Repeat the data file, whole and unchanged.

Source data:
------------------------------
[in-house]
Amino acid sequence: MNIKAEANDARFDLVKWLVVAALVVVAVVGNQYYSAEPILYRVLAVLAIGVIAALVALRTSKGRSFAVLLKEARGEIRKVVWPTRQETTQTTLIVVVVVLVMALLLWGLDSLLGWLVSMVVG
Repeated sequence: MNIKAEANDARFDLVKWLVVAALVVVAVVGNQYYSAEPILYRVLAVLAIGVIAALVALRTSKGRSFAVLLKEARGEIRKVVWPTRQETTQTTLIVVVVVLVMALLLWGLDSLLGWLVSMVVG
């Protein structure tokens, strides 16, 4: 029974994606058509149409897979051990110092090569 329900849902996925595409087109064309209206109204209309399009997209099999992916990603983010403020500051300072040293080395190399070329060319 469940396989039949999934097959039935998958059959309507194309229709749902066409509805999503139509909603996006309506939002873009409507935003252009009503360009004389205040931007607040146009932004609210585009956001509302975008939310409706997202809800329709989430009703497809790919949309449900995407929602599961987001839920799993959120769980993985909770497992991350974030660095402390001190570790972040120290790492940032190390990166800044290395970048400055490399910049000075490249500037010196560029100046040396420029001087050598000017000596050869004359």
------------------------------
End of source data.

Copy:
[in-house]
Amino acid sequence: MNIKAEANDARFDLVKWLVVAALVVVAVVGNQYYSAEPILYRVLAVLAIGVIAALVALRTSKGRSFAVLLKEARGEIRKVVWPTRQETTQTTLIVVVVVLVMALLLWGLDSLLGWLVSMVVG
Repeated sequence: MNIKAEANDARFDLVKWLVVAALVVVAVVGNQYYSAEPILYRVLAVLAIGVIAALVALRTSKGRSFAVLLKEARGEIRKVVWPTRQETTQTTLIVVVVVLVMALLLWGLDSLLGWLVSMVVG
């Protein structure tokens, strides 16, 4: 029974994606058509149409897979051990110092090569 329900849902996925595409087109064309209206109204209309399009997209099999992916990603983010403020500051300072040293080395190399070329060319 469940396989039949999934097959039935998958059959309507194309229709749902066409509805999503139509909603996006309506939002873009409507935003252009009503360009004389205040931007607040146009932004609210585009956001509302975008939310409706997202809800329709989430009703497809790919949309449900995407929602599961987001839920799993959120769980993985909770497992991350974030660095402390001190570790972040120290790492940032190390990166800044290395970048400055490399910049000075490249500037010196560029100046040396420029001087050598000017000596050869004359």